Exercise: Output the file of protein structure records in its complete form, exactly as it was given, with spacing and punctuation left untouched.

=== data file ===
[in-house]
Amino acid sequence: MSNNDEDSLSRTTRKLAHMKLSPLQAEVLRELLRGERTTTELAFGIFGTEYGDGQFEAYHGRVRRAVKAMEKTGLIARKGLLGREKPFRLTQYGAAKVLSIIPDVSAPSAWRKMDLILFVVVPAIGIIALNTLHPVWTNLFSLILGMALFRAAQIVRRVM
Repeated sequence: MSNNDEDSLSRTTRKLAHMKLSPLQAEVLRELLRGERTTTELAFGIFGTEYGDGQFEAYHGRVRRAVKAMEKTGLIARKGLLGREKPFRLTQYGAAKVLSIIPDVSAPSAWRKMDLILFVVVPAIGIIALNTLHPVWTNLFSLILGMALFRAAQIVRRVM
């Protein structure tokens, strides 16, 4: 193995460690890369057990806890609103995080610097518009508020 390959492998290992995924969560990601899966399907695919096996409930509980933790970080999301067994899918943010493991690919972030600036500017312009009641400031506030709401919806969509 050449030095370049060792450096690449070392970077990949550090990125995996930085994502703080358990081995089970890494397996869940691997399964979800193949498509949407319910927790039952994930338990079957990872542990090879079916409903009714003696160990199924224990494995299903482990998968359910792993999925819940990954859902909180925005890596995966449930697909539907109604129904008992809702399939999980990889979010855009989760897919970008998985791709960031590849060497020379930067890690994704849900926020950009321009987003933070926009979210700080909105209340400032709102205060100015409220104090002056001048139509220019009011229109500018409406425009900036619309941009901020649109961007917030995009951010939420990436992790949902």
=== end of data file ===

[in-house]
Amino acid sequence: MSNNDEDSLSRTTRKLAHMKLSPLQAEVLRELLRGERTTTELAFGIFGTEYGDGQFEAYHGRVRRAVKAMEKTGLIARKGLLGREKPFRLTQYGAAKVLSIIPDVSAPSAWRKMDLILFVVVPAIGIIALNTLHPVWTNLFSLILGMALFRAAQIVRRVM
Repeated sequence: MSNNDEDSLSRTTRKLAHMKLSPLQAEVLRELLRGERTTTELAFGIFGTEYGDGQFEAYHGRVRRAVKAMEKTGLIARKGLLGREKPFRLTQYGAAKVLSIIPDVSAPSAWRKMDLILFVVVPAIGIIALNTLHPVWTNLFSLILGMALFRAAQIVRRVM
């Protein structure tokens, strides 16, 4: 193995460690890369057990806890609103995080610097518009508020 390959492998290992995924969560990601899966399907695919096996409930509980933790970080999301067994899918943010493991690919972030600036500017312009009641400031506030709401919806969509 050449030095370049060792450096690449070392970077990949550090990125995996930085994502703080358990081995089970890494397996869940691997399964979800193949498509949407319910927790039952994930338990079957990872542990090879079916409903009714003696160990199924224990494995299903482990998968359910792993999925819940990954859902909180925005890596995966449930697909539907109604129904008992809702399939999980990889979010855009989760897919970008998985791709960031590849060497020379930067890690994704849900926020950009321009987003933070926009979210700080909105209340400032709102205060100015409220104090002056001048139509220019009011229109500018409406425009900036619309941009901020649109961007917030995009951010939420990436992790949902």